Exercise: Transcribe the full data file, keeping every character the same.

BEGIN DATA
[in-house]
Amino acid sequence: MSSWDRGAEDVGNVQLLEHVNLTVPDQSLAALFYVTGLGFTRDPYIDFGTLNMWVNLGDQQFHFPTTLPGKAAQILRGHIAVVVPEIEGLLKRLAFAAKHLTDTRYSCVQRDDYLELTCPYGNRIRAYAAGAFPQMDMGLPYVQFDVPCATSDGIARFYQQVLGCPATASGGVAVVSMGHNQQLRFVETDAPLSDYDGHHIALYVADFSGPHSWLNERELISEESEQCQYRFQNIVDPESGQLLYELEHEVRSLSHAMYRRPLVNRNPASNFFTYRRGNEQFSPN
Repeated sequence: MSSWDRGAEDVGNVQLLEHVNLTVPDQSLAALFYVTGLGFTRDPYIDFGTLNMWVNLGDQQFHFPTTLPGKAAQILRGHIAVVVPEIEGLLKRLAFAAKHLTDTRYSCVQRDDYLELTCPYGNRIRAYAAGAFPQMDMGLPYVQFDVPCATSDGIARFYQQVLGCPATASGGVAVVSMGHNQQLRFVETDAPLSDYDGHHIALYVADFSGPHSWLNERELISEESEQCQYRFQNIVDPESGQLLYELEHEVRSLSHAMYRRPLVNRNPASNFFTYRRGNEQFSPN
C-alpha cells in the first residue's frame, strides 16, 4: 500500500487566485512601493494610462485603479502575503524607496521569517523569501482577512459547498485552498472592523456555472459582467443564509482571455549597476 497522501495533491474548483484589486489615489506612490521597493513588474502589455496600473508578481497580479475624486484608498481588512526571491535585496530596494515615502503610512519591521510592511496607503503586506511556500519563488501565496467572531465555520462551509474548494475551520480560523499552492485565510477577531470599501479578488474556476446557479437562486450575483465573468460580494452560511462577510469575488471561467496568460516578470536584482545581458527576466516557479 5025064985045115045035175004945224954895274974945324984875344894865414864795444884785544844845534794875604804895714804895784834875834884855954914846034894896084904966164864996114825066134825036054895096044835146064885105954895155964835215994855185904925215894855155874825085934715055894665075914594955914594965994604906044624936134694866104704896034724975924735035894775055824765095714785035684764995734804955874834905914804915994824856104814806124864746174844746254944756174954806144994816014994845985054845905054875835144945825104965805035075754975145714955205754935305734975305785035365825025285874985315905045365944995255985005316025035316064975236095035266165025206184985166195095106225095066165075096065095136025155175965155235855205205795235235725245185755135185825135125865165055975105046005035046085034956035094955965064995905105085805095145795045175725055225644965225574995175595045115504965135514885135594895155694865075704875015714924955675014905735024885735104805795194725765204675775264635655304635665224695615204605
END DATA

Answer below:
[in-house]
Amino acid sequence: MSSWDRGAEDVGNVQLLEHVNLTVPDQSLAALFYVTGLGFTRDPYIDFGTLNMWVNLGDQQFHFPTTLPGKAAQILRGHIAVVVPEIEGLLKRLAFAAKHLTDTRYSCVQRDDYLELTCPYGNRIRAYAAGAFPQMDMGLPYVQFDVPCATSDGIARFYQQVLGCPATASGGVAVVSMGHNQQLRFVETDAPLSDYDGHHIALYVADFSGPHSWLNERELISEESEQCQYRFQNIVDPESGQLLYELEHEVRSLSHAMYRRPLVNRNPASNFFTYRRGNEQFSPN
Repeated sequence: MSSWDRGAEDVGNVQLLEHVNLTVPDQSLAALFYVTGLGFTRDPYIDFGTLNMWVNLGDQQFHFPTTLPGKAAQILRGHIAVVVPEIEGLLKRLAFAAKHLTDTRYSCVQRDDYLELTCPYGNRIRAYAAGAFPQMDMGLPYVQFDVPCATSDGIARFYQQVLGCPATASGGVAVVSMGHNQQLRFVETDAPLSDYDGHHIALYVADFSGPHSWLNERELISEESEQCQYRFQNIVDPESGQLLYELEHEVRSLSHAMYRRPLVNRNPASNFFTYRRGNEQFSPN
C-alpha cells in the first residue's frame, strides 16, 4: 500500500487566485512601493494610462485603479502575503524607496521569517523569501482577512459547498485552498472592523456555472459582467443564509482571455549597476 497522501495533491474548483484589486489615489506612490521597493513588474502589455496600473508578481497580479475624486484608498481588512526571491535585496530596494515615502503610512519591521510592511496607503503586506511556500519563488501565496467572531465555520462551509474548494475551520480560523499552492485565510477577531470599501479578488474556476446557479437562486450575483465573468460580494452560511462577510469575488471561467496568460516578470536584482545581458527576466516557479 5025064985045115045035175004945224954895274974945324984875344894865414864795444884785544844845534794875604804895714804895784834875834884855954914846034894896084904966164864996114825066134825036054895096044835146064885105954895155964835215994855185904925215894855155874825085934715055894665075914594955914594965994604906044624936134694866104704896034724975924735035894775055824765095714785035684764995734804955874834905914804915994824856104814806124864746174844746254944756174954806144994816014994845985054845905054875835144945825104965805035075754975145714955205754935305734975305785035365825025285874985315905045365944995255985005316025035316064975236095035266165025206184985166195095106225095066165075096065095136025155175965155235855205205795235235725245185755135185825135125865165055975105046005035046085034956035094955965064995905105085805095145795045175725055225644965225574995175595045115504965135514885135594895155694865075704875015714924955675014905735024885735104805795194725765204675775264635655304635665224695615204605